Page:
# Talk:Perfect ruler

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Field:  Discrete mathematics

There are multiple definitions of "Perfect ruler". One is Peter Luschny's definition, part of which requires the ruler to measure up to its entire length (be complete) and has no requirement for distances to be unique. Another definition is at PlanetMath, which requires the distances to be unique, but not necessarily complete. However, the process for verifying the example given makes no mention of the uniqueness requirement, even though the example meets it. As a result, I believe that my edits are more appropriate for the "sparse ruler" page and I am changing this page back. Wnmyers (talk) 06:28, 16 December 2013 (UTC)

## connection to Golomb rulers

Is this notion any different than that of a perfect Golomb ruler? I may be being dense, but it seems like they describe the same thing. Cyrapas (talk) 23:26, 18 June 2015 (UTC)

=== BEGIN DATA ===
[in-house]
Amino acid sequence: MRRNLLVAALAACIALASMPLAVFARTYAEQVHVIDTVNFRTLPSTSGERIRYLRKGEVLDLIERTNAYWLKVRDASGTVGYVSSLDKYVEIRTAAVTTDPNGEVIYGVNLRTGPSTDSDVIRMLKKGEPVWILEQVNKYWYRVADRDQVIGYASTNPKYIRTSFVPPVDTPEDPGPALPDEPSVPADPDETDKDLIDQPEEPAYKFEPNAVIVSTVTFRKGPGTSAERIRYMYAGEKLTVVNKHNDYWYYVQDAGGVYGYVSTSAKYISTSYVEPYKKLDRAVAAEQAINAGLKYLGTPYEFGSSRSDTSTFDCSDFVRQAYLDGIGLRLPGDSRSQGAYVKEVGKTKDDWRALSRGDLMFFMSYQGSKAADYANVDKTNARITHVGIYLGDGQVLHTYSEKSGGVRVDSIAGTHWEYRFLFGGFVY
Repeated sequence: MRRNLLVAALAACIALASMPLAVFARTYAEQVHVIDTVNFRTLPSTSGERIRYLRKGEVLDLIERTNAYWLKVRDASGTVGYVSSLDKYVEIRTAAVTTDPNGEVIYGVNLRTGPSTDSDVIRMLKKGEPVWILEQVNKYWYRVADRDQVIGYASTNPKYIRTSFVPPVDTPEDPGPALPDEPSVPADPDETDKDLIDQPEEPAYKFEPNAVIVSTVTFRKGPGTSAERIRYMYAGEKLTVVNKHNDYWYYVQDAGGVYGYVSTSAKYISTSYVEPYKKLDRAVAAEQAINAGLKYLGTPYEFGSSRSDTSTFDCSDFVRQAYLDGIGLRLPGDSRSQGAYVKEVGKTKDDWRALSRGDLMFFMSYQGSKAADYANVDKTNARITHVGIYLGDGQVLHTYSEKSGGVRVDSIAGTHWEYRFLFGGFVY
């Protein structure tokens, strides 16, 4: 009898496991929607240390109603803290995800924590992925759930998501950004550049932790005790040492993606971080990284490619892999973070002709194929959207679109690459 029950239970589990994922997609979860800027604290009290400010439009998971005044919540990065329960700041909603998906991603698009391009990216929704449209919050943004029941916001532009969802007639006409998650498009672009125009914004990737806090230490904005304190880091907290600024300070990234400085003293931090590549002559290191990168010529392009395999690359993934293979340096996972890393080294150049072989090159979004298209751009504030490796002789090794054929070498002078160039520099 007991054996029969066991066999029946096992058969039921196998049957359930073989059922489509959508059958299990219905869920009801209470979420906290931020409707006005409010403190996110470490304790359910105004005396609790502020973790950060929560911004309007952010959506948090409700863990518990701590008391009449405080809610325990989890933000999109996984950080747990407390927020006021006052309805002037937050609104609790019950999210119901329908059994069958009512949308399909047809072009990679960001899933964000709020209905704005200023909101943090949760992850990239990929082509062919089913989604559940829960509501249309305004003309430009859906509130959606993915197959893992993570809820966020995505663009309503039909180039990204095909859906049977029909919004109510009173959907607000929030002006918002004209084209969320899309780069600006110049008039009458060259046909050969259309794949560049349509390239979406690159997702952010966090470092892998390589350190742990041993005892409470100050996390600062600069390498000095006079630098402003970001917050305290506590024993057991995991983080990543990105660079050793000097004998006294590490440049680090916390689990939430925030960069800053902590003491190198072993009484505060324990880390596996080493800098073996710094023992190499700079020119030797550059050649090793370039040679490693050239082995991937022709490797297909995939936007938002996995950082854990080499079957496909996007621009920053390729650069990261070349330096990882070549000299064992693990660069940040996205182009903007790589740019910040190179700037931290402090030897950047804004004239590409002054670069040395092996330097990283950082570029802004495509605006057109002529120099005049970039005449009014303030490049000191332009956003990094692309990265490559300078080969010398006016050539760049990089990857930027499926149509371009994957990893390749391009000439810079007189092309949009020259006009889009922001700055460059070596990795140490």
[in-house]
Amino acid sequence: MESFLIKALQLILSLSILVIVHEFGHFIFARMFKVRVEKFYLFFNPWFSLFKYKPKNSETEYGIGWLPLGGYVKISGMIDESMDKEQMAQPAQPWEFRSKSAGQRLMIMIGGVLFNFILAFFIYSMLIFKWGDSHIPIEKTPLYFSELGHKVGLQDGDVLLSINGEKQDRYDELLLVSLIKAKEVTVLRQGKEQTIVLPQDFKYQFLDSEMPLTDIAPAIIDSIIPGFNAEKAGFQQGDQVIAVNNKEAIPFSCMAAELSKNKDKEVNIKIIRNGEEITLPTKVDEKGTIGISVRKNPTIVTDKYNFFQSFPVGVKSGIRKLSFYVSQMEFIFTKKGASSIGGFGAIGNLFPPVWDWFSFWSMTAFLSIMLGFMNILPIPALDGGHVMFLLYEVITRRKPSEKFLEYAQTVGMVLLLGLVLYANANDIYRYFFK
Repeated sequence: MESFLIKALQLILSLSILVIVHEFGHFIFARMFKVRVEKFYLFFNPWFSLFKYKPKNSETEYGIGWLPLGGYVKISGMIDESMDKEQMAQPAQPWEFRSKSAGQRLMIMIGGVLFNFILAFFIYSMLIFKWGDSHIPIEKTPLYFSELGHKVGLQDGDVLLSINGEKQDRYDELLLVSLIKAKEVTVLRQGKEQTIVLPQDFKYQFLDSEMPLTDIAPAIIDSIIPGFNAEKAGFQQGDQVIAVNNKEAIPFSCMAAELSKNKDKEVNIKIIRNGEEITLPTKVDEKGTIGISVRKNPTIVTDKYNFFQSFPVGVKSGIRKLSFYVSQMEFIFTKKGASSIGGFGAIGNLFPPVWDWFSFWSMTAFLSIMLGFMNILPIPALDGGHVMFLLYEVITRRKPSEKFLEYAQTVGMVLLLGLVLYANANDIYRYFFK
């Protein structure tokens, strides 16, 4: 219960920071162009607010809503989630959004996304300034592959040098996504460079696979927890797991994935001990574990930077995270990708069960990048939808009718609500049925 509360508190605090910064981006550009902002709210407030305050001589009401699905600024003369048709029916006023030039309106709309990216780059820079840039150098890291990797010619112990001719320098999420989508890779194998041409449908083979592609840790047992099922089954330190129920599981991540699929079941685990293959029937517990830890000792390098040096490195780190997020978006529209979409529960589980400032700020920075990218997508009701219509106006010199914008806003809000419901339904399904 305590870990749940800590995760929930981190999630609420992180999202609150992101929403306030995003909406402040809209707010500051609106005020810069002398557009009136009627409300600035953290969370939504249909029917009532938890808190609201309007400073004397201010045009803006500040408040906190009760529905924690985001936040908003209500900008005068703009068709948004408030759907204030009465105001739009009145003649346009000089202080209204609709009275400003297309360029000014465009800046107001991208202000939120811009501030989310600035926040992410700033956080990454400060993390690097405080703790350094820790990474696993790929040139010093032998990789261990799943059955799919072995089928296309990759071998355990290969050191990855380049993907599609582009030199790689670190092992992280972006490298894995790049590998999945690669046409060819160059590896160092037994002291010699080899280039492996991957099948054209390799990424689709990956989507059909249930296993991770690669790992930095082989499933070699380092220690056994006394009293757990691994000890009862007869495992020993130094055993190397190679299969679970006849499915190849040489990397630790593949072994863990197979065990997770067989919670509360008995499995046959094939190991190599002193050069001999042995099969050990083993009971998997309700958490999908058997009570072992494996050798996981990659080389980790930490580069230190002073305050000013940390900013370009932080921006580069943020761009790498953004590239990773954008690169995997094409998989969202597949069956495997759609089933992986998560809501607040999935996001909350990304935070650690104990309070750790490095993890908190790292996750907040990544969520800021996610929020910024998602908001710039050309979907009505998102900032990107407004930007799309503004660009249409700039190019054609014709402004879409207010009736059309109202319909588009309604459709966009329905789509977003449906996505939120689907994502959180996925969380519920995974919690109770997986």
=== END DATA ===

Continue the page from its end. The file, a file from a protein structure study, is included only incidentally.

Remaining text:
A perfect ruler can measure all distances up to a certain length, sometimes more than one way. A Golomb ruler must have all lengths different, but does not require that all lengths are present. {0, 1, 2, 6, 9} would be a 9-perfect ruler because it can measure all distances up to 9, but it is not a Golomb ruler because it can measure length 1 twice. {0, 2, 5} is a Golomb ruler (but not an optimal one) because all lengths are different, even though it cannot measure length 1. Only 4 rulers are both, with the longest 6 only units long. I have noticed that some people use different definitions than are described in Wikipedia, though. Wnmyers (talk) 03:05, 6 July 2015 (UTC)